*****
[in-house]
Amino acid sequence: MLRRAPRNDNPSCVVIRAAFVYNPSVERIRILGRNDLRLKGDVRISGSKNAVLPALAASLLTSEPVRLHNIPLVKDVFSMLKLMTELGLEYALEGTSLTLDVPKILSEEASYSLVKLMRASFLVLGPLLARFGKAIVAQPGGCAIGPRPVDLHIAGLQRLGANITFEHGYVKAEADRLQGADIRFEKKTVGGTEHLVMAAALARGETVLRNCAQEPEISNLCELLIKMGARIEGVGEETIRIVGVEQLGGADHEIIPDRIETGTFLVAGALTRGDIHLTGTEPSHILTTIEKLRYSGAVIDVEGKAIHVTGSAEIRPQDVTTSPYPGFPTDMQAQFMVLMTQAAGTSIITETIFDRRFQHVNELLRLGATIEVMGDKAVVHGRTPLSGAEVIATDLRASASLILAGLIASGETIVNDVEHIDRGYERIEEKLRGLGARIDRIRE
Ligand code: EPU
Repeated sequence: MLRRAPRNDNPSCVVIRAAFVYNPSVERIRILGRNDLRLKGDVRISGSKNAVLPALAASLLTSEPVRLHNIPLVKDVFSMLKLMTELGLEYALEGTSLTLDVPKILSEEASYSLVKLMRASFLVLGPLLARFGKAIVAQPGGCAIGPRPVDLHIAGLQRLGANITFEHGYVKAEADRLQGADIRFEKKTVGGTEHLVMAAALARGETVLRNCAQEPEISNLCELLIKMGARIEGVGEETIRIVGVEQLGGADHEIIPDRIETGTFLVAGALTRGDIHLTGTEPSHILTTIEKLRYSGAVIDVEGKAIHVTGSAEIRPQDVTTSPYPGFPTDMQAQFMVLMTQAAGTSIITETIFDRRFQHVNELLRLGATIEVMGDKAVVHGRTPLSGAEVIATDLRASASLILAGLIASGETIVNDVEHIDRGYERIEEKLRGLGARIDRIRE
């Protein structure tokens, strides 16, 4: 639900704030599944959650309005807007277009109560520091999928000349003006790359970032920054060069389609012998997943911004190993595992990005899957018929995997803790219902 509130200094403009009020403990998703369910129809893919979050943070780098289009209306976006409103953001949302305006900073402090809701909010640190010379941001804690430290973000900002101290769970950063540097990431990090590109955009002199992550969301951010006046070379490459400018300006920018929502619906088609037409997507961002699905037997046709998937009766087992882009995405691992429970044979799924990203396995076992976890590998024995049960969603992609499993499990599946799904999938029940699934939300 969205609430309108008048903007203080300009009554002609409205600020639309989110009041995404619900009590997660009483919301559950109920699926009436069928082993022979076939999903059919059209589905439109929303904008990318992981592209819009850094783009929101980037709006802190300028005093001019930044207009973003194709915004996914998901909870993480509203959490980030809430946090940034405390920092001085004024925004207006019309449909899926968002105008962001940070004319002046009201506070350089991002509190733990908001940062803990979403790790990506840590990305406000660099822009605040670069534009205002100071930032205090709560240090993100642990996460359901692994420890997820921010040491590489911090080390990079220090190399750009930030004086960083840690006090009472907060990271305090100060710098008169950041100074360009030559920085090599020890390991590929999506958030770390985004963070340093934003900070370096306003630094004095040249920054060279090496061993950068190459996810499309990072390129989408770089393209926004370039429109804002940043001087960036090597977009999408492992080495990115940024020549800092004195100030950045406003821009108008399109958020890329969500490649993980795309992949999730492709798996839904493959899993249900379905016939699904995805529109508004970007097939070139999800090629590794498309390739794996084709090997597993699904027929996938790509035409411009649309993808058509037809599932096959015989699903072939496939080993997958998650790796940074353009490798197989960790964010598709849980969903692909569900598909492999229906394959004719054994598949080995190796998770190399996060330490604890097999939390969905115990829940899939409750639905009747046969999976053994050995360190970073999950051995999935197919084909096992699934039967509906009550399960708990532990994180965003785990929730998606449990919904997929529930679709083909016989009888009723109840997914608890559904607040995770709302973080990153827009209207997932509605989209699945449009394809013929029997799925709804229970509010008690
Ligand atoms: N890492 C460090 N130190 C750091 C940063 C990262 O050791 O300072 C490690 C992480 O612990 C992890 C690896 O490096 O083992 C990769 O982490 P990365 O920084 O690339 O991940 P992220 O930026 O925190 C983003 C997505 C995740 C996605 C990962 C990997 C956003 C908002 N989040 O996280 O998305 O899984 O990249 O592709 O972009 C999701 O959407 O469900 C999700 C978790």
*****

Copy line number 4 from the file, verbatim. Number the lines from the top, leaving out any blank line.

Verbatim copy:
Repeated sequence: MLRRAPRNDNPSCVVIRAAFVYNPSVERIRILGRNDLRLKGDVRISGSKNAVLPALAASLLTSEPVRLHNIPLVKDVFSMLKLMTELGLEYALEGTSLTLDVPKILSEEASYSLVKLMRASFLVLGPLLARFGKAIVAQPGGCAIGPRPVDLHIAGLQRLGANITFEHGYVKAEADRLQGADIRFEKKTVGGTEHLVMAAALARGETVLRNCAQEPEISNLCELLIKMGARIEGVGEETIRIVGVEQLGGADHEIIPDRIETGTFLVAGALTRGDIHLTGTEPSHILTTIEKLRYSGAVIDVEGKAIHVTGSAEIRPQDVTTSPYPGFPTDMQAQFMVLMTQAAGTSIITETIFDRRFQHVNELLRLGATIEVMGDKAVVHGRTPLSGAEVIATDLRASASLILAGLIASGETIVNDVEHIDRGYERIEEKLRGLGARIDRIRE